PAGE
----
Father’s Day is a loaded day for me. Primary children get up and sing to their daddies, some gifty is passed out, talks about fathers by various people, a hymn here and there. It is supposed to be a day of sweetness, but there is always something missing, and in my case, several things missing.
The first thing missing: my children. It is wonderful to see happy kids sing to their dads, but I would rather mine be sitting next to me. They are 1,300 miles away and have been for most of the six years I have been without them. While I hear women tell me stories about how they endeavor to keep the kids in contact with disinterested men, that isn’t my experience. I make a lot of attempts to talk to my kids, to be involved in their lives, but they are hard to get a hold of. I came back from Ireland for my little girl’s birthday in Idaho. I ride my motorcycle through storms, doing upwards of 600 miles a day, and seek every opportunity to see them, despite having been unemployed and/or in medical recovery. I pay for iPhones to see them, call them, and text them. I hurt to see my kids and feel every moment of angst that I am missing out on the doldrums, mundanity, chaos, and mayhem of having kids cavorting about my space. I will physically injure myself and sacrifice my comfort for three hours of time with them, and have done so. My kids love me, miss me, and make it very well known how important I am to them, as I do with them.
The second thing missing: memories of a father that would go out of his way for me. Until I had kids, Father’s Day was a non-holiday. My father was aloof, distant, and harsh at best; violent, abusive, and intolerant of my existence at worst. He missed my high school graduation, participated in only one of my ordinances, and was threatened by my mother to attend my Army basic training graduation. I was 37 by the time he actually signed a birthday card by his own hand, most coming with a laser printed label slapped inside, if I received one at all. This was my experience of a father.
Today is Father’s Day, but it has a new meaning to me now. Not because of the father, the daddy, I am trying to be to my kids, and not because, by pure dumb luck, my father attempted to make amends a month before he died. No, I think of my Father in Heaven, the perspective I had throughout my life and, until a moment of pure spiritual recognition, that I had it all wrong.
I was angry pretty much most of my life. I remember being a happy kid, but I don’t remember it being often. My memories of childhood are almost all of loneliness punctuated with violence. Of course, there were some good times, but often, those times would end in violence of some sort. Starting in my early teenage years I stopped smiling, laughing, or being happy – it was all about survival. Once, when I was about 16, I was scraping frost off of the front windshield of my father’s Chevy Citation. The car rolled forward onto my foot. I slowed my scraping of the window, hoping beyond all hope that the car would eventually roll a little bit further so I could free my foot. It hurt like hades, but I was more afraid that if I told him that the car was on my foot, he would pop the clutch and peel out. Some may be laughing right now, thinking I am being dramatic, but no, it was a genuine fear, born of years of perniciousness.
A pernicious, aloof, and violent person – that is who I believed Father in Heaven to be, also. I carried that paradigm until January, 2014. I never felt like I had a relationship with Him; I always felt I just had to stay out of the way of God. I felt like all my hardships were because my Father in Heaven was pernicious, I felt like the silence in my life was due to his aloofness. I believed that I didn’t matter to Him, because He already had Jesus Christ, so I was always going to be an imperfect nuisance.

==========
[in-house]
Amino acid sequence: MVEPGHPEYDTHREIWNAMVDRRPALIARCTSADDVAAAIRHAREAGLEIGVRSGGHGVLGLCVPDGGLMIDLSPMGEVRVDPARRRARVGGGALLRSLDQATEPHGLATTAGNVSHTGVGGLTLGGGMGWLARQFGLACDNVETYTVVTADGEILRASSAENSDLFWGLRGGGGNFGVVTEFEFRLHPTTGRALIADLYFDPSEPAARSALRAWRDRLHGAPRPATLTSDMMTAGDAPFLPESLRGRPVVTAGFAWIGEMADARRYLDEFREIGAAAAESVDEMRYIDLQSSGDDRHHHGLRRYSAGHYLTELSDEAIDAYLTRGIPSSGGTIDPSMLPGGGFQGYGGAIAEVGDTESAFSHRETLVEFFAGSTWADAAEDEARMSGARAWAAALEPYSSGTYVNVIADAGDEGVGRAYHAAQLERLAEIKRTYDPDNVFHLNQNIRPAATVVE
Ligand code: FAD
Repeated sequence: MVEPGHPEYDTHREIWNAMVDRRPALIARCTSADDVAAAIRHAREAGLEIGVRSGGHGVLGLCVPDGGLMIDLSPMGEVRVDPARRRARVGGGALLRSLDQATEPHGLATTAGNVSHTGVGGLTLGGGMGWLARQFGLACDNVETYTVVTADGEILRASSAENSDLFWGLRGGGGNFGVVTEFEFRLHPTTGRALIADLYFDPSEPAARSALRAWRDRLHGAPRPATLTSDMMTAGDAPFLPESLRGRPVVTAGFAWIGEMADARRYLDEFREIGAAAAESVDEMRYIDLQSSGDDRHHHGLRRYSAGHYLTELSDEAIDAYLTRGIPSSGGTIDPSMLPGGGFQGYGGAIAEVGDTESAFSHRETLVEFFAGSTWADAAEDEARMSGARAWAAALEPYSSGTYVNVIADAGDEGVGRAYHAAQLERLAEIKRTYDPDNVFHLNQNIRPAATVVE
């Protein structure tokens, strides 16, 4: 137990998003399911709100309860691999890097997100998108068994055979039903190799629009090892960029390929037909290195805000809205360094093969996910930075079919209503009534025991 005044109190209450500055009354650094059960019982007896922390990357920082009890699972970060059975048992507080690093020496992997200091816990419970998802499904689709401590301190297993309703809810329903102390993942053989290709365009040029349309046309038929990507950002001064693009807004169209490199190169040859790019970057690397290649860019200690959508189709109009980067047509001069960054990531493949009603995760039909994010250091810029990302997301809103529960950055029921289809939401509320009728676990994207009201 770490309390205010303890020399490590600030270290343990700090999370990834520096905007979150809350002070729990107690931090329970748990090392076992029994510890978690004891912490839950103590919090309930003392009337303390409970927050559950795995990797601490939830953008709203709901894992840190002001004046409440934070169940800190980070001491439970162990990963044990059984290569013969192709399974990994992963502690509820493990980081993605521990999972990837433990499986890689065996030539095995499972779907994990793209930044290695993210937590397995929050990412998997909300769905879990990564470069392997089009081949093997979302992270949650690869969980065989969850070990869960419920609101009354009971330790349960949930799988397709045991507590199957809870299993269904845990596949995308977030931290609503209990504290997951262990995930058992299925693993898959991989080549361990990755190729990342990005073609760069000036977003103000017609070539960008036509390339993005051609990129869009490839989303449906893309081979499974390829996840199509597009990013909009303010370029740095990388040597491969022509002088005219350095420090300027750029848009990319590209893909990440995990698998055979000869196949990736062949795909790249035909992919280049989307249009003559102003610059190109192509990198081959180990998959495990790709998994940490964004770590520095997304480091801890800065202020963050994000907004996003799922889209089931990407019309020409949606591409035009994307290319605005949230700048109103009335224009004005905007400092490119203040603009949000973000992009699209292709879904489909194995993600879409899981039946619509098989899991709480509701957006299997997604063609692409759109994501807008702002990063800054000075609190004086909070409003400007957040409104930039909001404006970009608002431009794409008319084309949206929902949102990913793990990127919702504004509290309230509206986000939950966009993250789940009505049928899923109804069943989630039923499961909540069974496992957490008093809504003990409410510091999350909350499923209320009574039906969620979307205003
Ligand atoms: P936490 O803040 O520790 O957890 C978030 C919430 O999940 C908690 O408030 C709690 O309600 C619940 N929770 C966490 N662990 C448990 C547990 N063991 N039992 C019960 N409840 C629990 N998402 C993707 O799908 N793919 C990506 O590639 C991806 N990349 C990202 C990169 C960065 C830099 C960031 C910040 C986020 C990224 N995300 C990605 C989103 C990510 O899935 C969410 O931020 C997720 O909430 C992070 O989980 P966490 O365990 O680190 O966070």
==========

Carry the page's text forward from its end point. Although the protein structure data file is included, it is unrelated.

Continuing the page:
How often are our perceptions of the Gospel, especially for our Father in Heaven and our Brother, Jesus Christ, based entirely on our familial experiences? If your brother tortured you and mocked you, maybe trusting your Brother, Jesus, is a lot more difficult. My father raised me to believe that a father doesn’t like his kids, they were a hindrance, so, I believed, was the attitude of my Father in Heaven as well.
Then, in January of 2014, I had my epiphany. I was writing my history (140,000 words in 11 days) and was able to compress my life’s experiences in a way not often possible. I had started writing about how hard it was to allow myself to show affection to my children and how I was intent on breaking the chain. I had also been writing about my conversion 2.0, and how I felt about Heavenly Father before my Enos prayer. Then it hit me, hard as a brick, loud as a cymbal crash:
Father in Heaven is not the man my father was to his children, Father in Heaven is the man I am trying to be to my children.
Father in Heaven is loving, caring, affectionate, long suffering, patient, and is far from aloof. He knows me and has angst Himself at my long silences. He misses me. He yearns to hear from me, He weeps at my pain and dances with my joys. He wraps his loving arms around my shoulders when I need comfort and support. He soothes my wounded heart.
Instead of being celebrated for the fathers we are, we should use this time to refocus our goals to being the father our Father wants us to be. We should enjoy the gifts, the sweet primary songs, and the cookies. But we should also enjoy loving, hugging, playing with, and reminding our children that despite our absence, whether by work or divorce, we are always present, always full of love.
Father’s Day is a day to remember that our Father in Heaven is our example of how to be a father to our children. In this way we have a very unique opportunity to have a small taste of what our Father feels for us. We have the opportunity to love as we are loved.